How To Remove Secrets From The Git History Remove Secrets From The Git History

How To Remove Secrets From The Git History Remove Secrets From The Git History

[#remove-secrets-with-bfg-repo-cleaner] Removing secrets with BFG Repo-Cleaner [#remove-secrets-with-bfg-repo-cleaner]

BFG Repo-Cleaner is a tool designed for removing large files and sensitive data, such as passwords and credentials, from a Git repository history.

The first thing to do before using BFG on a repository is to clone it on your local machine using the [.inline-code]git clone[.inline-code] command with the [.inline-code]--mirror[.inline-code] flag:

$ git clone --mirror <url>


  • [.inline-code]<url>[.inline-code] is the URL of the Git repository you want to clone.

This will create an exact and complete replica of the original repository, including all branches, tags, and commits. Note that it is usually recommended to make a backup of this copy in order to prevent unintentional or unexpected data loss.

Next, you can download the BFG Repo-Cleaner from the official website and run the following command to clean your repository:

$ java -jar bfg.jar --delete-files <files> <repository>


  • [.inline-code]java -jar bfg.jar[.inline-code] is used to execute the BFG tool.
  • [.inline-code]<files>[.inline-code] are the files you want to delete from the repository's history.
  • [.inline-code]<repository>[.inline-code] is the path to the Git repository on your local machine you want to clean up.

Finally, once the files have been removed by BFG, you can push the updated history version to the remote repository using the [.inline-code]git push[.inline-code] command:

$ git push

Note that, although BFG will clean the repository's commits, branches, and tags, it will not physically eliminate the unwanted data. For a thorough removal of this data, please refer to the "Removing all references" section later in this article.

[#remove-secrets-with-git-filter-repo] Removing secrets with git-filter-repo [#remove-secrets-with-git-filter-repo]

git-filter-repo is a versatile and powerful tool designed for filtering and rewriting the history of Git repositories, modifying commit messages, combining repositories, and more. It is especially useful for removing files containing sensitive information, managing large files, and restructuring repositories for optimal efficiency and security.

[#install-git-filter-repo] Installing git-filter-repo [#install-git-filter-repo]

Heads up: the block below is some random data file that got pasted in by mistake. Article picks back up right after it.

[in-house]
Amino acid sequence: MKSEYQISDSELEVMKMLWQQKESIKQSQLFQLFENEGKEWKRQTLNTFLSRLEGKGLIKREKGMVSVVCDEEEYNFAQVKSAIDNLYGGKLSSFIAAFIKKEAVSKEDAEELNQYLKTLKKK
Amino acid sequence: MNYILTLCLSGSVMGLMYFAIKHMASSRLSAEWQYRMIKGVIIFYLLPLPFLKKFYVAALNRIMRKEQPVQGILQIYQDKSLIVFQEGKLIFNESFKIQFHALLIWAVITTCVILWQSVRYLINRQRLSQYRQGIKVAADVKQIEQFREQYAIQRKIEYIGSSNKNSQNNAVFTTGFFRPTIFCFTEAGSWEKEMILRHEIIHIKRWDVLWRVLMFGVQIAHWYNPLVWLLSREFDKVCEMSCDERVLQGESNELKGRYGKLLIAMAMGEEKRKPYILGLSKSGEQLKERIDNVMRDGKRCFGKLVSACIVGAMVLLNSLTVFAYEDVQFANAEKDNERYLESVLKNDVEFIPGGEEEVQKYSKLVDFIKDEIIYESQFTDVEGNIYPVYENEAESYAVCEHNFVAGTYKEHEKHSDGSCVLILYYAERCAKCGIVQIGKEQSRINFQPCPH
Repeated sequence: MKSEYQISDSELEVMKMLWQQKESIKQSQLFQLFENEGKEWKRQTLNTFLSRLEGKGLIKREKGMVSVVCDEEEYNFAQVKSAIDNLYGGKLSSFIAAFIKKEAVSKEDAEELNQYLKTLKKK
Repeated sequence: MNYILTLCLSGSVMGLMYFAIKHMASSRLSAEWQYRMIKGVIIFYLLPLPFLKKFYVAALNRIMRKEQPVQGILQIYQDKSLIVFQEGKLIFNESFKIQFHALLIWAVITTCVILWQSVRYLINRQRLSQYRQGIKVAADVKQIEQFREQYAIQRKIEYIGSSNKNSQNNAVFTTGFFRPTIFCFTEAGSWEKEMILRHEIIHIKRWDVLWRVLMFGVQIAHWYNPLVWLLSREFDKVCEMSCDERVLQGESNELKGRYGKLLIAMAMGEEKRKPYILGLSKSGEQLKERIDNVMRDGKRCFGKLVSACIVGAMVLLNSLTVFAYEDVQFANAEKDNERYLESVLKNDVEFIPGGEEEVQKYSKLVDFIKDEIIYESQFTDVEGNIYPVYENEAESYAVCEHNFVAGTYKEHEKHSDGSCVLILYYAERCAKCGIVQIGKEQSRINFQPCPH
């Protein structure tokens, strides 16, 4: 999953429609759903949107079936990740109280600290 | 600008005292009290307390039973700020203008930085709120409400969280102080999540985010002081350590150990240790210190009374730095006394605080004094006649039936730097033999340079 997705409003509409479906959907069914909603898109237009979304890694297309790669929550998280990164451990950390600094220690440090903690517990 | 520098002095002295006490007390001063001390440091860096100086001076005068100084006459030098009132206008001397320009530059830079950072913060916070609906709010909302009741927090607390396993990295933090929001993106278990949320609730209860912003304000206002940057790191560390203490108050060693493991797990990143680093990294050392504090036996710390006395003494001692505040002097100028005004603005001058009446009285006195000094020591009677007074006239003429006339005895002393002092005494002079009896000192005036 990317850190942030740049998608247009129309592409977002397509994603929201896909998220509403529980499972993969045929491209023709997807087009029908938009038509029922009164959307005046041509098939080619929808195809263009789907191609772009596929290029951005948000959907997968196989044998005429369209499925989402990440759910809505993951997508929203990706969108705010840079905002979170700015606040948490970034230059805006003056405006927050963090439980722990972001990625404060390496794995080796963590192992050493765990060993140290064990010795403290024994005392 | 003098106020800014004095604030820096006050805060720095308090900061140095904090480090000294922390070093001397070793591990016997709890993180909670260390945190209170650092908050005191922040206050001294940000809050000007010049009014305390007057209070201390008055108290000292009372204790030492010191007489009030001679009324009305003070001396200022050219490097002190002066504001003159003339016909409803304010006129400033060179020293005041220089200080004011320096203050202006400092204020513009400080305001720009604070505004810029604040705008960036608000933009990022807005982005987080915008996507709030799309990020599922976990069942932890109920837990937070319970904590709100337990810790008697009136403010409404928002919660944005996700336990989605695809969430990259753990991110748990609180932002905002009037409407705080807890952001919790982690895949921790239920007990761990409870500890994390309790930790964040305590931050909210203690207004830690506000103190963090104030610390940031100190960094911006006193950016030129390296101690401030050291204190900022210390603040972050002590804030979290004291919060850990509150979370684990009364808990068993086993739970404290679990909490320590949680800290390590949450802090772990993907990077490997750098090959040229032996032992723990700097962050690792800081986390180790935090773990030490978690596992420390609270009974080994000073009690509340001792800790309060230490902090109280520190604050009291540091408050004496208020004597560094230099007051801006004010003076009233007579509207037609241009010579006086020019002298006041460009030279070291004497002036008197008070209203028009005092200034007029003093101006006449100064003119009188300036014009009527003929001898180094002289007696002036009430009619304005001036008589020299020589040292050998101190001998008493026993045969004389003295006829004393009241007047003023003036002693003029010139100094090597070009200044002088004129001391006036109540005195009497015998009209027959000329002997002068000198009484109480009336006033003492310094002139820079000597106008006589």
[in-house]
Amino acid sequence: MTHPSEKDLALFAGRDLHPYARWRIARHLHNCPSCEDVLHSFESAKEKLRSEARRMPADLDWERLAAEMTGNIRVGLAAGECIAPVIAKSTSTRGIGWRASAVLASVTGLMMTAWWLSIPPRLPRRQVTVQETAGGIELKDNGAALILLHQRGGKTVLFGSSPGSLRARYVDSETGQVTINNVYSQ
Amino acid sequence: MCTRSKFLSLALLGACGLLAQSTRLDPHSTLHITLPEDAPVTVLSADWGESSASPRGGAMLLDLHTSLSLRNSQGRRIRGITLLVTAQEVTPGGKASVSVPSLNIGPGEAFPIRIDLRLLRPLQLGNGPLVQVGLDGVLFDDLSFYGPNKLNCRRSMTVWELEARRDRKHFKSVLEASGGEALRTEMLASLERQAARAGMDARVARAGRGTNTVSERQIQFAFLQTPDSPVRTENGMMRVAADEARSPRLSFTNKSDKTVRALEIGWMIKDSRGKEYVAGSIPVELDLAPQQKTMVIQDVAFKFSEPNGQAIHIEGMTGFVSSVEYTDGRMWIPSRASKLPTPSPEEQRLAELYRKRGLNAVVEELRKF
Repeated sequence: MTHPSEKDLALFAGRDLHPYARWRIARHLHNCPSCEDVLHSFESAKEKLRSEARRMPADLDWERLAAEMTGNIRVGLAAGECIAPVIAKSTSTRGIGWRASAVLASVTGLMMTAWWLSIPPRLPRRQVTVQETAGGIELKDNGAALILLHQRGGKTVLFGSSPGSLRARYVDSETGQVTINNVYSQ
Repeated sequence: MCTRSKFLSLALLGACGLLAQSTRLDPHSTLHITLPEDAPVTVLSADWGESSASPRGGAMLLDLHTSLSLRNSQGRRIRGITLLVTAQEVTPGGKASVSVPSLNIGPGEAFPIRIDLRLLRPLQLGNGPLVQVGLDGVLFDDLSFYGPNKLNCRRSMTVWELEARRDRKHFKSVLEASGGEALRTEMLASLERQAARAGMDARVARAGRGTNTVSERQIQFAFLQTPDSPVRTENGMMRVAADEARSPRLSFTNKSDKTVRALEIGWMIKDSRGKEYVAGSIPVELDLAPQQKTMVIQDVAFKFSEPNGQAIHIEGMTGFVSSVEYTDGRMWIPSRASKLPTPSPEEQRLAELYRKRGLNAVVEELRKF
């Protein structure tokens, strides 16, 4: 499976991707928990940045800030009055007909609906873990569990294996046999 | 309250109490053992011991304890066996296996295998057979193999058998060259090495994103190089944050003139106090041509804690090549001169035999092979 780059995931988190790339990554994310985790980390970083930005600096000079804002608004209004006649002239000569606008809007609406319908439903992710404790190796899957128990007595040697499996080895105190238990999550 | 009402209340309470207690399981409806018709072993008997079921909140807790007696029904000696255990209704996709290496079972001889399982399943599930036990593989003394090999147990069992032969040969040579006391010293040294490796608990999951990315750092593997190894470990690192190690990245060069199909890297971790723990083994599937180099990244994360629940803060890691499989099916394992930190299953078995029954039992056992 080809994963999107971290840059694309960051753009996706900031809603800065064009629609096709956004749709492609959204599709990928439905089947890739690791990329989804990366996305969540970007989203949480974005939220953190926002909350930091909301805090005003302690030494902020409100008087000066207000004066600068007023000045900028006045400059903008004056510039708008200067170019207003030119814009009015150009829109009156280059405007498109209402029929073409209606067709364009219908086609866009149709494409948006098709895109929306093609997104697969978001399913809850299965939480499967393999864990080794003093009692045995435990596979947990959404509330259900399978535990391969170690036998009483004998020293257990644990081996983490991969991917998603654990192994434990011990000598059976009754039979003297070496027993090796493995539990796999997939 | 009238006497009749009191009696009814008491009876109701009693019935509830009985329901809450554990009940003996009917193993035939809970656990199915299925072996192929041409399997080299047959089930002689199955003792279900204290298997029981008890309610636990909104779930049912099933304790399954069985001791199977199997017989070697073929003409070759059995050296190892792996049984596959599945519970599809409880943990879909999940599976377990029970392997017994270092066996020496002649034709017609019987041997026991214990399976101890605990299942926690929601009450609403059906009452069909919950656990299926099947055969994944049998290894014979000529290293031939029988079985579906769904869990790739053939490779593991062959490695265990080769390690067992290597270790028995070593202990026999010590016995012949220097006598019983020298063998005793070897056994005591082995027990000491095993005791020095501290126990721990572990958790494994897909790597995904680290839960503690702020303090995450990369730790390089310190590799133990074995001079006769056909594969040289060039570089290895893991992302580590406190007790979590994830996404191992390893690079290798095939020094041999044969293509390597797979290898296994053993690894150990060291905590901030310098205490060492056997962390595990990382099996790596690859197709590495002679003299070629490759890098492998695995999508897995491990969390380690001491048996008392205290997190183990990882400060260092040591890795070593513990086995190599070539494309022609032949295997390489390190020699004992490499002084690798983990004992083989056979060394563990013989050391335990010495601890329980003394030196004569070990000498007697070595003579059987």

To install it on Windows, you can use the following [.inline-code]pip[.inline-code] command:

$ pip install --user --upgrade git-filter-repo

To install it on macOS, you can use the following [.inline-code]brew[.inline-code] command:

$ brew install git-filter-repo

To install it on Linux, you can download the executable and place it anywhere in your [.inline-code]$PATH[.inline-code] to use it. See the installation documentation for more information.

Removing sensitive files

To remove sensitive files from a Git repository history, you can use the following [.inline-code]git filter-repo[.inline-code] command:

$ git filter-repo --path <files> --invert-paths


  • [.inline-code]<files>[.inline-code] are the path to the files you want to remove.
  • [.inline-code]--invert-paths[.inline-code] is used to include all files except those explicitly mentioned by [.inline-code]--path[.inline-code].

Note that, by default, the [.inline-code]git filter-repo[.inline-code] command will automatically remove all references to the remote repository in order to avoid accidental updates before everything is ship-shape.

After you've double-checked that the repository is as you want it to be, you can manually re-add those references using the following [.inline-code]git remote[.inline-code] command:

$ git remote add origin <url>


  • [.inline-code]<url>[.inline-code]: is the URL of the Git repository you are fixing.

To update the remote repository and forcefully overwrite its history, you can use the [.inline-code]git push[.inline-code] command with the [.inline-code]--force[.inline-code] flag as follows:

$ git push origin --force --all

Finally, to ensure that the sensitive files are also removed from your tagged releases, you can perform a force push against your Git tags as follows:

$ git push origin --force --tags

You can learn more about this command by visiting the official user manual page.

Note that, both the BFG Repo-Cleaner and [.inline-code]git-filter-repo[.inline-code] are pretty heavy-handed as they remove references and changes to these files since the beginning of the repository's existence. However, if the change is more recent (specifically the last Git commit you made), undoing the last Git commit might be of better service to you. 

[#easy-recall-syntax-with-ai] Easily retrieve this command using Warp’s AI Command Suggestions [#easy-recall-syntax-with-ai]

If you’re using Warp as your terminal, you can easily retrieve the [.inline-code]git-filter-repo[.inline-code] command using the Warp AI Command Suggestions feature:

Entering [.inline-code]remove secret from git[.inline-code] in the AI Command Suggestions will prompt a [.inline-code]git[.inline-code] command that can then quickly be inserted into your shell by doing [.inline-code]CMD+ENTER[.inline-code].

[#remove-all-references] Removing all references [#remove-all-references]

Although tools like BFG and git-filter-repo will clean up your repository's history from secrets, it is possible that the repository may still have references to some of these files and commits. To completely clean the repository from all references, you have to delete out-of-date references, expire and prune reflogs, force garbage collection, and encourage your collaborator to rebase their branches.